Copyright © 2010 Deborah M. Zajac. All Rights Reserved.
After the Meet-up broke up for the night several of us went out to breakfast. On the way home we realized we were only a few blocks away from the Palace so we decided to take the opportunity to do some night shots of it as well.
It was after midnight when we left here.
The Panama Pacific Exposition of 1915 was an event dedicated to progress, the celebration of the completion of the Panama Canal, and the rebirth of San Francisco following the disastrous 1906 earthquake.
Funds came from six million dollars in donations, five million in state bonds and five million in San Francisco taxes.
A nationwide architectural commission conceived of the Exposition as an architectural unit, and Berkeley architect Bernard Maybeck was assigned the task of designing the Palace of Fine Arts.
The Palace was the last of the major buildings of the Exposition to be started; construction began December 8, 1913.
The original columns and Rotunda were framed in wood, and covered with “staff”, a mixture of plaster and burlap-type fiber.
It was the largest building ever to be made of that material. For purposes of an exposition, in which buildings were supposed to last a year and then collapse readily, staff was ideal; but durability was one quality it lacked.
William Merchant, who was from Maybeck’s office, designed many of the Palace’s decorative elements.
He also spent the last ten years of his life until 1962 planning the Palace’s restoration.
A move to preserve the Palace was begun in October, 1915 with a Fine Arts Preservation Day. 33,000 supportive signatures were gathered,
and $350,000 was raised towards the duplication of the Palace in lasting materials.
When the ashes of the Exposition were cleared, all that was left was the Palace of Fine Arts.
It was maintained first by the San Francisco Art Association who attempted to raise additional funds for the preservation.
After the First World War, the Palace became part of the city park system.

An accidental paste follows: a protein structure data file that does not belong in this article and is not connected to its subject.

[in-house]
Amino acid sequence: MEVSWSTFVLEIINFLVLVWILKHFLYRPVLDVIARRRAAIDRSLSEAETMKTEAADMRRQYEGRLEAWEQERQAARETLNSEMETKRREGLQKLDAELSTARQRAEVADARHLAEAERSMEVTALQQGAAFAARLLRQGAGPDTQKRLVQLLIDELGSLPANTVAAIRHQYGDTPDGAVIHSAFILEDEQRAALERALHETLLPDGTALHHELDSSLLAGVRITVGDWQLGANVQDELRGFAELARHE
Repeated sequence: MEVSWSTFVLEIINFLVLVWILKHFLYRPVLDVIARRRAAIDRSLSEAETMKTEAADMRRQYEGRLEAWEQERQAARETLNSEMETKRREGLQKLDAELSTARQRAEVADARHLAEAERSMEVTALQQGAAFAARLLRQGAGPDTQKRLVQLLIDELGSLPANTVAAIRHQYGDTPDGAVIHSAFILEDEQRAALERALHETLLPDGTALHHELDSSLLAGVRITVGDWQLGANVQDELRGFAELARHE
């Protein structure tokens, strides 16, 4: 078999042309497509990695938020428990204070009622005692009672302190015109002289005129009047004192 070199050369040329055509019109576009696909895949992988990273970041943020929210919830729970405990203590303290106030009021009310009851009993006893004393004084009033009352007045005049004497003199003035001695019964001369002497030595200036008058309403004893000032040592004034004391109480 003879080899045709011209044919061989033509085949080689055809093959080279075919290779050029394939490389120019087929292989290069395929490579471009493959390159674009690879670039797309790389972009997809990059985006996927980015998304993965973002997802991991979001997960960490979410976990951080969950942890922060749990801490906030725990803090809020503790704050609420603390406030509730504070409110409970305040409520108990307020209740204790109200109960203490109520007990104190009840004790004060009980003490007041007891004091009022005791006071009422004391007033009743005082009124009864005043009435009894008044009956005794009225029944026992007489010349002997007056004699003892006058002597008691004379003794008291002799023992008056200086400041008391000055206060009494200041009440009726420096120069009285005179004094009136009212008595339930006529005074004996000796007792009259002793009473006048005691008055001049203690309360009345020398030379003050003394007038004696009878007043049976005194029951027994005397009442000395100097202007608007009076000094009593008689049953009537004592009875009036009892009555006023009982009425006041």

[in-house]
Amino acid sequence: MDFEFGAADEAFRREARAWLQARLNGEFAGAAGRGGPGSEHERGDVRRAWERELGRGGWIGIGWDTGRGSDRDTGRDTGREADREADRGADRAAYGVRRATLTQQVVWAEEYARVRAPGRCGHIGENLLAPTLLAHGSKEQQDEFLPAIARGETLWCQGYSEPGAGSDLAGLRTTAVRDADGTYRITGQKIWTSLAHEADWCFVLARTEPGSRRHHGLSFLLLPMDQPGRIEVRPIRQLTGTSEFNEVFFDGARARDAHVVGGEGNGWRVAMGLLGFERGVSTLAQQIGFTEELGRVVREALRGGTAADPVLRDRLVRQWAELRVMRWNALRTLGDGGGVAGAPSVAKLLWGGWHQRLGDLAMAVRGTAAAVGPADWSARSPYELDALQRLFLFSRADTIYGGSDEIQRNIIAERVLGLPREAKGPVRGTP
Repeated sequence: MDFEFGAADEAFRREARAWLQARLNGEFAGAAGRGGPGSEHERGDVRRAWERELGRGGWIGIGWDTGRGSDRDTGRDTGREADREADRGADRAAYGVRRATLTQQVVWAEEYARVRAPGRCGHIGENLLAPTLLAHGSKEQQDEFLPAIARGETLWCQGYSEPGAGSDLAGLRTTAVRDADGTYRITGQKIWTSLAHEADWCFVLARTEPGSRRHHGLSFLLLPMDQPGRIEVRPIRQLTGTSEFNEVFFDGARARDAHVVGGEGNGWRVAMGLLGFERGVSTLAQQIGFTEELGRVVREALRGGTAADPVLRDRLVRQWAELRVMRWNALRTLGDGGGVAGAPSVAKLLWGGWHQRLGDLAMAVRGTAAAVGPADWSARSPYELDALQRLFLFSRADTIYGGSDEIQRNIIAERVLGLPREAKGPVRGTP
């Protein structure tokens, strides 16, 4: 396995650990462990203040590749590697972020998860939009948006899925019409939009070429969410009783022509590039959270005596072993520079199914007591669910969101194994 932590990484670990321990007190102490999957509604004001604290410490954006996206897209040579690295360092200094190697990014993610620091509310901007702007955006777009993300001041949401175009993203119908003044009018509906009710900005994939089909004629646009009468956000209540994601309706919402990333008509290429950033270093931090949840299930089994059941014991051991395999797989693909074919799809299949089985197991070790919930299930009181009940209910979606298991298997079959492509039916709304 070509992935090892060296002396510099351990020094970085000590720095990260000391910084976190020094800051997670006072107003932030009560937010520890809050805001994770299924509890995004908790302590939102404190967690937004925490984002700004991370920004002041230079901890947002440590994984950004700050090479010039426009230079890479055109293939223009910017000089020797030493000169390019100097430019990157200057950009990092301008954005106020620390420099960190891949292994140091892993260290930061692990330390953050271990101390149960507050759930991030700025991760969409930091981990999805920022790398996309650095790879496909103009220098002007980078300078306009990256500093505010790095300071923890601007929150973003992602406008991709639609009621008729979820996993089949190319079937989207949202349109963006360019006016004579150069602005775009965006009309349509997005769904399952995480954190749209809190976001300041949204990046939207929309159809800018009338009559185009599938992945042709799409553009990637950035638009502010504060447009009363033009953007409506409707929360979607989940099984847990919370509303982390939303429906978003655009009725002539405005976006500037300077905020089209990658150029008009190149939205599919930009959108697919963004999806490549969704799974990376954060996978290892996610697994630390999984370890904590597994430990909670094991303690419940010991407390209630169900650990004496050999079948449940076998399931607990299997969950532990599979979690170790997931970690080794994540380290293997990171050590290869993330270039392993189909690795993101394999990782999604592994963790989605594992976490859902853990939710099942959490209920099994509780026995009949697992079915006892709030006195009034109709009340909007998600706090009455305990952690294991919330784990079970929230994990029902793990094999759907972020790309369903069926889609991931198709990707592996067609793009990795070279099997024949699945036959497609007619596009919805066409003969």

Federal funds were used to repair and replace some of the Palace’s decorations, and in 1934,
the Recreation and Park Department installed eighteen lighted tennis courts that operated until 1942.
During the Second World War, the Palace was used by the Army as a motor pool. In 1947, the Army returned the building to the city.
The Palace slowly crumbled from the ravages of the weather and ill-use. Finally, the structure had to be fenced off as it was a public hazard.
Then, in the late 1950’s, a group of dedicated citizens, led by philanthropist Walter S. Johnson, initiated a drive to rescue the Palace from planned demolition and restore it to its former glory.
On July 20, 1964, a contract was awarded and the reconstruction began.
Workers carefully removed original design elements from which molds were made.
The rotunda, colonnade and all except the steel framework of the gallery were torn down and replaced with concrete castings.
In September, 1967, work was completed of a stripped-down version of Maybeck’s original.
The addition of the remaining original colonnades was completed in January, 1975 – a gift from Walter S. Johnson to the city and the people of San Francisco.
The gallery area now houses the Palace of Fine Arts Theater and the Exploratorium. The theater, which seats 1,000 in a continental-style configuration, was added in 1970.